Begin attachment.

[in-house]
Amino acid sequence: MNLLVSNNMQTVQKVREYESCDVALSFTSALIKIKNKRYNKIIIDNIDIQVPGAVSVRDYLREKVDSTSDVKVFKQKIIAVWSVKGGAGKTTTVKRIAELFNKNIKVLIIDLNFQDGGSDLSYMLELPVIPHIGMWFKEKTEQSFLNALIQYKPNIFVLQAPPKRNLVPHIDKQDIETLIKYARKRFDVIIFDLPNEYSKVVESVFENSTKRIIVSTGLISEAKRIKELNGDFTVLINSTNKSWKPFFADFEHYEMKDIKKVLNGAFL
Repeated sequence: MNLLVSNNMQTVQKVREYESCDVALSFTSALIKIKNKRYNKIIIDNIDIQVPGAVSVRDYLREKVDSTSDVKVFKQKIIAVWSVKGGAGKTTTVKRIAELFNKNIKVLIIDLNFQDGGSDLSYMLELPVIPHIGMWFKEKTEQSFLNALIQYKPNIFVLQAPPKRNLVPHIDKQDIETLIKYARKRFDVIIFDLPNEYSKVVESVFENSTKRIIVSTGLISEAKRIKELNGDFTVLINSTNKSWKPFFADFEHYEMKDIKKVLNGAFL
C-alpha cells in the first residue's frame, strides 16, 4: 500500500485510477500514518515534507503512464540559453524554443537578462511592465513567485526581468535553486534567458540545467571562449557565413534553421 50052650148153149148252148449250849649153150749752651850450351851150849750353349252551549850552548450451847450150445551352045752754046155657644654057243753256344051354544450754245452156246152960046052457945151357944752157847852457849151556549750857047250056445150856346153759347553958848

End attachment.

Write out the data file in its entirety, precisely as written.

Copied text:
[in-house]
Amino acid sequence: MNLLVSNNMQTVQKVREYESCDVALSFTSALIKIKNKRYNKIIIDNIDIQVPGAVSVRDYLREKVDSTSDVKVFKQKIIAVWSVKGGAGKTTTVKRIAELFNKNIKVLIIDLNFQDGGSDLSYMLELPVIPHIGMWFKEKTEQSFLNALIQYKPNIFVLQAPPKRNLVPHIDKQDIETLIKYARKRFDVIIFDLPNEYSKVVESVFENSTKRIIVSTGLISEAKRIKELNGDFTVLINSTNKSWKPFFADFEHYEMKDIKKVLNGAFL
Repeated sequence: MNLLVSNNMQTVQKVREYESCDVALSFTSALIKIKNKRYNKIIIDNIDIQVPGAVSVRDYLREKVDSTSDVKVFKQKIIAVWSVKGGAGKTTTVKRIAELFNKNIKVLIIDLNFQDGGSDLSYMLELPVIPHIGMWFKEKTEQSFLNALIQYKPNIFVLQAPPKRNLVPHIDKQDIETLIKYARKRFDVIIFDLPNEYSKVVESVFENSTKRIIVSTGLISEAKRIKELNGDFTVLINSTNKSWKPFFADFEHYEMKDIKKVLNGAFL
C-alpha cells in the first residue's frame, strides 16, 4: 500500500485510477500514518515534507503512464540559453524554443537578462511592465513567485526581468535553486534567458540545467571562449557565413534553421 50052650148153149148252148449250849649153150749752651850450351851150849750353349252551549850552548450451847450150445551352045752754046155657644654057243753256344051354544450754245452156246152960046052457945151357944752157847852457849151556549750857047250056445150856346153759347553958848